Protecting pets from COVID-19

On April 6, the Bronx Zoo reported that a tiger in their care is infected with COVID-19 in an apparent human-to-animal transmission. While reports from Hong Kong indicate that dogs and cats may become infected with the virus, there is currently no evidence that they play a role in the spread of the virus to humans. However, Society for the Prevention of Cruelty to Animals Los Angeles (spcaLA) urges animal companions and those in the animal welfare community to take precautions to protect themselves and pets during this time.

“It’s important to note that while testing revealed the Bronx Zoo tiger Nadia is infected with the virus, that does not mean she is infectious,” said Dr. Brittin Ross, DVM, spcaLA Veterinarian. “Best practices at this time continue to focus on hygiene and social distancing.”

All pet parents should have a plan in place, just as they would in any emergency. A pet to-go kit should be stocked and ready with items like food, leash/collars, medicine, and a copy of medical records. A designated caregiver should be in place in the event you are unable to care for your pets. If a pet parent becomes ill, they should quarantine from family members, including the family pet.

spcaLA offers the following guidance for pet owners and animal care facilities. Animal care facilities can email to obtain a sample copy of spcaLA’s protocol.

Guidance for Pet Owners

Pets are members of the family, and just like human family members, spcaLA urges pet owners to protect pets. If dog parks are still open in your area, spcaLA urges pet parents to avoid them.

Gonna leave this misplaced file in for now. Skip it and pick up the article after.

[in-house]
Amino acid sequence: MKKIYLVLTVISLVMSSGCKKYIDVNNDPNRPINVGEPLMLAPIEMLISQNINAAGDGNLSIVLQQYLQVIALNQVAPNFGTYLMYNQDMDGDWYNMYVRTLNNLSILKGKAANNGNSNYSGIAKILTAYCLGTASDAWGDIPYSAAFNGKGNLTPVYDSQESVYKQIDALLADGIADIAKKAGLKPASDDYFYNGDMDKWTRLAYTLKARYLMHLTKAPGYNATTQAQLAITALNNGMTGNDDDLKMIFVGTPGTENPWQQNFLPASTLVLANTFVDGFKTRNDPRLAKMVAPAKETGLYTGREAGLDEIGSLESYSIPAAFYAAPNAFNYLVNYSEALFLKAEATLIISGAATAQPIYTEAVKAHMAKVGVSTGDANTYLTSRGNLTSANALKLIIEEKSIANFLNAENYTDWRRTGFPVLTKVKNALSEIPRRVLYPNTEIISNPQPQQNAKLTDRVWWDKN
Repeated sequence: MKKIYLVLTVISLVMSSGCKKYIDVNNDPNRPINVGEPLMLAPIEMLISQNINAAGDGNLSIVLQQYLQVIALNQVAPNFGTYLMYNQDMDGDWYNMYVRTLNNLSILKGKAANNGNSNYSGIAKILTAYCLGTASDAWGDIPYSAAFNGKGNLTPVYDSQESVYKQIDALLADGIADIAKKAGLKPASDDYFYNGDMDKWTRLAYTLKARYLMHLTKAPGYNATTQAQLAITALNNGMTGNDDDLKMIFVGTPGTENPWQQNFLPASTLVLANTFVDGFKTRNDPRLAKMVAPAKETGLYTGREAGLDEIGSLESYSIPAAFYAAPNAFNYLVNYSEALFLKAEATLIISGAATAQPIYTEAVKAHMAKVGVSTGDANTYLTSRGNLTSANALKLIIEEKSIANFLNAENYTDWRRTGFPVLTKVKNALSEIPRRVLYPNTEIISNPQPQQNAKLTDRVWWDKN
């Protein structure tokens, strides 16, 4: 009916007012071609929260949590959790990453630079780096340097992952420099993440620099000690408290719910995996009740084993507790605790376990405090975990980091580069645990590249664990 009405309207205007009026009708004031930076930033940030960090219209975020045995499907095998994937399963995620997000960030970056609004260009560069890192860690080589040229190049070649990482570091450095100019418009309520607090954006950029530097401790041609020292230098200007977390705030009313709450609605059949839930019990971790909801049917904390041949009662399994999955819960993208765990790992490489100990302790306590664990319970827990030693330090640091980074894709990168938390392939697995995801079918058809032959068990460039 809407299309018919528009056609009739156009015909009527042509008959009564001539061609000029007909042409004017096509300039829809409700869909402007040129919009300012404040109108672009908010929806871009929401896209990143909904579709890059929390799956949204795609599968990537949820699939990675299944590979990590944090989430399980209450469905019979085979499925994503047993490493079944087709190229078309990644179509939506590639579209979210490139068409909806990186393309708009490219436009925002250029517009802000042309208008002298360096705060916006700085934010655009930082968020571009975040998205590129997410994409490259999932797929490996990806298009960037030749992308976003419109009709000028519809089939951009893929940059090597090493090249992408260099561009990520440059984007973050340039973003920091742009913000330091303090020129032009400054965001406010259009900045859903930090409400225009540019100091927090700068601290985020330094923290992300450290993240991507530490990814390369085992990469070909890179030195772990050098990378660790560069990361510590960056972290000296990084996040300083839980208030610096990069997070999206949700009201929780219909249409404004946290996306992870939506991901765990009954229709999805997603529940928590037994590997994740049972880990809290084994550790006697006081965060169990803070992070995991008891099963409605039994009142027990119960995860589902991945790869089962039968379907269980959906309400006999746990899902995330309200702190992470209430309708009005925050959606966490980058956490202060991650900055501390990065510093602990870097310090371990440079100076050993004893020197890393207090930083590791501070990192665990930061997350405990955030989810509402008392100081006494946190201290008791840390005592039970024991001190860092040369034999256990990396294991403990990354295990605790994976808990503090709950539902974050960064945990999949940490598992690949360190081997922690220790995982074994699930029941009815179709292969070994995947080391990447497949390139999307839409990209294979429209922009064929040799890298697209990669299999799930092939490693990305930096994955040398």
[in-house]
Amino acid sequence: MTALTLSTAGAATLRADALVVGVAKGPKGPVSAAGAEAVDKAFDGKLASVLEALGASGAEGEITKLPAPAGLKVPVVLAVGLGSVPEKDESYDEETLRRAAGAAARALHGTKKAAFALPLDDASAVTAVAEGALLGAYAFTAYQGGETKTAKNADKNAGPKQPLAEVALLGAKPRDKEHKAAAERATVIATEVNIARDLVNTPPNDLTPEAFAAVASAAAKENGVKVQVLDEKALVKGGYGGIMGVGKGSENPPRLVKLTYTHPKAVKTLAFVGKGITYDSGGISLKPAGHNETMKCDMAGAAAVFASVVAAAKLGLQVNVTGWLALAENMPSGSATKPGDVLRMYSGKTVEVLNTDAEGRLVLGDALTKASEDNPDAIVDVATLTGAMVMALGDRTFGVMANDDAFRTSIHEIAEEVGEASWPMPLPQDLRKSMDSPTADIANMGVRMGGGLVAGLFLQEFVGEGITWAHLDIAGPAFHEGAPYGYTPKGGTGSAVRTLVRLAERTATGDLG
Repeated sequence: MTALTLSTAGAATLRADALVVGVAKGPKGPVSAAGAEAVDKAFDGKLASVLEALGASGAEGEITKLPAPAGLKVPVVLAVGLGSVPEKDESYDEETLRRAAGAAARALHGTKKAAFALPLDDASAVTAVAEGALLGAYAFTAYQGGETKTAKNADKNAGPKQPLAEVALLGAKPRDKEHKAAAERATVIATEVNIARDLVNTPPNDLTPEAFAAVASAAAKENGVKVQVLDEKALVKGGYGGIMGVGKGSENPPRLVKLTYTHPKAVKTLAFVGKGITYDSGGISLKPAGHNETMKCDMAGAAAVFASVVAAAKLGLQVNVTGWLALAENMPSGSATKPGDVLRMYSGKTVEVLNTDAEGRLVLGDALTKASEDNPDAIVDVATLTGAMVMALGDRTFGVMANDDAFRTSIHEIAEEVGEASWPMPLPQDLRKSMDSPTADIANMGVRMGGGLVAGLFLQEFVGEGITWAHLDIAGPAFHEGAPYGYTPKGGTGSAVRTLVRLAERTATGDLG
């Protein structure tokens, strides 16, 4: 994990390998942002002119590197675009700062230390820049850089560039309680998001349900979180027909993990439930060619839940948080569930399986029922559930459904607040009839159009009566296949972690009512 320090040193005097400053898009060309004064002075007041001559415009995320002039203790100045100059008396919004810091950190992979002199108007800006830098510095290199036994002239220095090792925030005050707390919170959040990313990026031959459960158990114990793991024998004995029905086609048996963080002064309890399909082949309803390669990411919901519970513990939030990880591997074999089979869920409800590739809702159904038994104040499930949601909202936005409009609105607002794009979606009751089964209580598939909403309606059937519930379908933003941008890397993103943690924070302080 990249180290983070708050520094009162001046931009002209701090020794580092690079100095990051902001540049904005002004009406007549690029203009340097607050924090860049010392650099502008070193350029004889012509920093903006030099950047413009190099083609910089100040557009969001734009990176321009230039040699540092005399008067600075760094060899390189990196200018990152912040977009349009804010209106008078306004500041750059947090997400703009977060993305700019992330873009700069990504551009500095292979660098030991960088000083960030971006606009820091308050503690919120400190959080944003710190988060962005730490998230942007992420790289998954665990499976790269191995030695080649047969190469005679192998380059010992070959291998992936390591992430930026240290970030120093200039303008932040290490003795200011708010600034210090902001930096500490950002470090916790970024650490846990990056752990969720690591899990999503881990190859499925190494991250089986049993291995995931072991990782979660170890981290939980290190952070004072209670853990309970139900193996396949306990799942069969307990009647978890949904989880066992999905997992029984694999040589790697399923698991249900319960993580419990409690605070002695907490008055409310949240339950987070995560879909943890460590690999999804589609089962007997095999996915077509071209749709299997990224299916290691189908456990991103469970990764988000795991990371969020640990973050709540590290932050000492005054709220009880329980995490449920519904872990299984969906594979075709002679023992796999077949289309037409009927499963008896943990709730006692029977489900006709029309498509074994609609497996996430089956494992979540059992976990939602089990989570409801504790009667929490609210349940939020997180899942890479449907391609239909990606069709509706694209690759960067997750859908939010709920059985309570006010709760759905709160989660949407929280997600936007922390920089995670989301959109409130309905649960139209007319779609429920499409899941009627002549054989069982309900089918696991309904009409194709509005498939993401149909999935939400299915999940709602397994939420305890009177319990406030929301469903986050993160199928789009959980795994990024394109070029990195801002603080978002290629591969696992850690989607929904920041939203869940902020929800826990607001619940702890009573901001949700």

— Maintain good hygiene practices by washing hands thoroughly with soap and water after touching pets, in keeping with CDC guidelines.

— Do not allow your dogs to play with other dogs or meet people during daily walks. Keep a six-foot distance between your dog and others, just as you would with other people.

— Curb your dog’s interest in sniffing excrement of other animals, or picking up refuse on the ground.

— Before you come inside from a walk, wipe your dog’s paws with a sudsy solution of pet shampoo and water. When finished, discard the wipe and thoroughly rinse your pet’s paws with water to remove soap residue. If you have them available, you may consider having your dog wear shoes, socks, or booties outdoors.

— Keep your cats and other pets safely indoors. If you are unable to confine your cat, follow the wipe down procedures indicated above.

— Do not use Lysol wipes, bleach, or other harsh chemicals on your pets. Ask your veterinarian for additional safe options to clean your pet’s paws.

Guidance for Animal Care Facilities

— Protect your staff and volunteers. Determine and implement your shelter’s intake procedures, which should apply to returning fosters and other clients, as well as stray and surrendered pets.

— Protect the community. Determine and implement your shelter’s procedures prior to placing animals in adoption, foster, or returning them to their owners.

— Pet boarding and daycare facilities, many of whom are open and caring for the pets of medical, grocery, sanitation, food delivery, and other essential workers, should take care to develop and implement intake and return procedures.

— Protocols for incoming and outgoing animals may include bathing (paying special attention to the areas most frequently petted by people), a period of isolation, and other actions. Further consideration should be made as to PPE for staff and procedures to accept or return animals to the public while maintaining safe social distance.

spcaLA continues to monitor the situation, and will update protocols with any new information from the Center for Disease Control (CDC). Furthermore, the public is encouraged to stay informed by following these organizations’ websites: World Health Organization, American Veterinary Medical Association, and World Organization for Animal Health.

For more information or to schedule an interview, please contact Ana Bustilloz at 323-707-1271 cell or by email at